Papa WFYB and I both greatly enjoyed our largely similar noodle dishes, but I found the generous bowl of wheat was too much for my gut, and let’s just say I had to make an unscheduled pit stop before we left. (Very important note for my fellow IBS sufferers: Terry’s has impeccably clean and accessible toilet facilities.)

Mama WFYB ordered the nasi lemak bungkus and liked it enough, but found the rice a touch too overcooked – ‘I like the rice to be a bit grainy’ – and didn’t love Terry’s replacement of ikan bilis (fried anchovies) with salted fish, though I thought this was an interesting substitution that added a Chinese flair to an otherwise traditional Malay dish. She did love the sambal, however, and thought it had just the right level of heat.

The second time we visited, I insisted we arrive after 11am so I could have my pick of the lunch menu. I was after the nasi lemak special, of course, and on this occasion, it was nasi lemak with marinated crispy pork (!!). If you’re eating a traditional Malay nasi lemak, it won’t have pork because this, of course, isn’t halal but there is nothing I associate more with Chinese food than pork, so it’s fitting that Terry’s Chinese-Malaysian riff had crispy pork.

The pork was still attached the bone and was incredibly moist and flavourful, while the addition of crispy school prawns atop the rice was a fancy flourish. Mama WFYB tried the rice and said it was impeccably grainy, and remarked that the nasi lemak bungkus she tried earlier must’ve come from a different supplier (lol).

Mama WFYB tried the loh shi fun off the breakfast menu. Often referred to as rice drop noodles, the noodles in loh shi fun are made of gluten-free starches such as rice flour, corn starch and tapioca starch, after which they’re partially cooked in hot boiling water and then hand-rolled into thick, semi-translucent strands. They’re a popular hawker stall offering and are often either freshly fried on the spot or cooked and served in a claypot with a fried egg atop. Terry’s Kitchen’s iteration was interspersed with marinated minced pork and topped with fried stuffed bean curd skin, which tasted (to me) reminiscent of the Malay fish cracker snack keropok lekor, a characterisation Mama WFYB didn’t agree with. Though Mama WGYB wasn’t bowled over by the nasi lemak bungkus she had on her first visit to Terry’s, she loved the loh shi fun.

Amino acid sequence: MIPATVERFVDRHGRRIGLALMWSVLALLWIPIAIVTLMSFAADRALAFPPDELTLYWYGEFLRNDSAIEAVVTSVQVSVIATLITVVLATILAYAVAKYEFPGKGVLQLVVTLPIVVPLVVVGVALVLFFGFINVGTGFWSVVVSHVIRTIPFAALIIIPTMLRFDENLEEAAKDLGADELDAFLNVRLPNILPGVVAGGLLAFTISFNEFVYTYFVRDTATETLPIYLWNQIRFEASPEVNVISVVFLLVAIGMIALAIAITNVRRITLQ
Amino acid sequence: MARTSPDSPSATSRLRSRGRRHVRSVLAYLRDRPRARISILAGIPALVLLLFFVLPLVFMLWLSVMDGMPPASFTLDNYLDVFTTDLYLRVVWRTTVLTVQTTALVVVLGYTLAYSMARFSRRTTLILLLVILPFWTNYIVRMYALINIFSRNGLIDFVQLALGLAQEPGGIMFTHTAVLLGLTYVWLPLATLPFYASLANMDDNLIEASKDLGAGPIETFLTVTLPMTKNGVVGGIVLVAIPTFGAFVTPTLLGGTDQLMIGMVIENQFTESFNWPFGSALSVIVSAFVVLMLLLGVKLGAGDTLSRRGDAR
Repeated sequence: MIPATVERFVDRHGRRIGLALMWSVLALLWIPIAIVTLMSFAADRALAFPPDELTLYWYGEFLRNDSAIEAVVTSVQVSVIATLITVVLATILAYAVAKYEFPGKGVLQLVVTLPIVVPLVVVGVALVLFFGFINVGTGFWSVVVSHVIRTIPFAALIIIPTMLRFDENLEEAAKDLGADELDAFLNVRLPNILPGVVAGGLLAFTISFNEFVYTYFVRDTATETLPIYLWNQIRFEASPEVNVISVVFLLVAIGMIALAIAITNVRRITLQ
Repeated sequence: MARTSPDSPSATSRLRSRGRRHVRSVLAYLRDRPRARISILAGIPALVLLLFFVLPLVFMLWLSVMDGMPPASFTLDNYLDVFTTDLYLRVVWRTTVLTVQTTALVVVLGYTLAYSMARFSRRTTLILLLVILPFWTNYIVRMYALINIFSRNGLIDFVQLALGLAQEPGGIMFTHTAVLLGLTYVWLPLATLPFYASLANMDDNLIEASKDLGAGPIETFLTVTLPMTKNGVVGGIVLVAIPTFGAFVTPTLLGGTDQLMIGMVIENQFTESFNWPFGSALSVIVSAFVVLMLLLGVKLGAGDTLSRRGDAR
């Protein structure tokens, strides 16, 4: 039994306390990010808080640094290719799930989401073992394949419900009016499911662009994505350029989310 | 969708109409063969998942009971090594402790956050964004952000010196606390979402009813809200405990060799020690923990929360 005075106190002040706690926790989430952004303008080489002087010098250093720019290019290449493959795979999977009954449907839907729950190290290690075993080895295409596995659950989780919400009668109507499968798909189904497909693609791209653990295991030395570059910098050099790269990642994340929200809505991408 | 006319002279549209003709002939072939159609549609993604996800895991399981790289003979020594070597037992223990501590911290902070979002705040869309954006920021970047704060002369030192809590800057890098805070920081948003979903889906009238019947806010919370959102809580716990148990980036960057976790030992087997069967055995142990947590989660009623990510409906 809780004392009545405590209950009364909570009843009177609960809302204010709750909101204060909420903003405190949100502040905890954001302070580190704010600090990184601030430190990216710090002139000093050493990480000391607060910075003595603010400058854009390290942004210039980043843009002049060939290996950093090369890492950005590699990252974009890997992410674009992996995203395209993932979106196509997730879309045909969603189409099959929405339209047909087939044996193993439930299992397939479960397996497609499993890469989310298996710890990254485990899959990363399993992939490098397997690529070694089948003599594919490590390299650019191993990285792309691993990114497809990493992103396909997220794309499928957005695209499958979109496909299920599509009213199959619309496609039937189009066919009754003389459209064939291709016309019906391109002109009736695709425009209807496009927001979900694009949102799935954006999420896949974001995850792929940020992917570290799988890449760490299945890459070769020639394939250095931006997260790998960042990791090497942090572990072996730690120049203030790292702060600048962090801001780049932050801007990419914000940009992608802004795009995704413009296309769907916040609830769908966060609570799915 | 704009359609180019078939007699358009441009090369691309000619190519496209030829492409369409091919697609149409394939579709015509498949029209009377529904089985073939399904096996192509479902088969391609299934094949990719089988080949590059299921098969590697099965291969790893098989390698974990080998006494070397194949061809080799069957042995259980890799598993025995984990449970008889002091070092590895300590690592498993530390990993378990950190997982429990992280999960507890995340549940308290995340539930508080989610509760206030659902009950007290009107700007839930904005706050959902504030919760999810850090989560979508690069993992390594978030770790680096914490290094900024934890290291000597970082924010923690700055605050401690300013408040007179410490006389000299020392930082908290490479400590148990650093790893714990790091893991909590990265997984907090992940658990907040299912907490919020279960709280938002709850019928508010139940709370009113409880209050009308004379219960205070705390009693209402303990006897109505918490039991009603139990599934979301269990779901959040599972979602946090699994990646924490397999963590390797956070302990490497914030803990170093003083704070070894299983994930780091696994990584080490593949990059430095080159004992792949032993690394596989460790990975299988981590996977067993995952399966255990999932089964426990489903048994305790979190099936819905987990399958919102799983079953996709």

Papa WFYB stuck to what he knew and got the ocho mee that I ordered the last time – he couldn’t go past the springy, vinegary egg noodles.

The lowlight of turning up after 11am was that all the curry puffs and most of the kueh had run out, something to keep in mind if you want to both try Terry’s delicacies and their lunch menu.

Boasting steelier stomachs than me, Papa WFYB and Mama WFYB ordered a Malaysian coffee each after their meals. The main thing that differentiates an Australian / Italian coffee from a Malaysian coffee is the latter has the elixir of life known as condensed milk, although there’s always the option to have it ‘kurang manis’ (less sweet). And even though I didn’t have a coffee so as to not tempt fate, the 40-minute drive back was a touch-and-go situation if you know what I mean.

We only visited twice, but judging from other weeks, Terry’s Kitchen repertoire extends to lesser-known Malaysian dishes like mee goreng basah (‘basah’ means wet, making this a brothier version of your average mee goreng), nasi kerabu (fragrant rice infused with butterfly pea flowers) and cha chu mee (a soupy fried noodle dish with tiger prawns). It’s food made by Malaysian people for Malaysian people.

Papa WFYB is still too fatigued from the last 40-minute drive to Terry’s Kitchen and back but when he’s ready for round three, I’ll be waiting.

Terry’s Kitchen is open Wednesday to Sunday 8am to 2pm, except on Saturday when it opens at 10am.

Author: Sonia Nair

Sonia Nair is a Melbourne-based food writer who persists with her love of everything deep fried and spicy, despite being diagnosed with a histamine intolerance and lactose intolerance after incorrectly thinking she was fructose-intolerant for several years.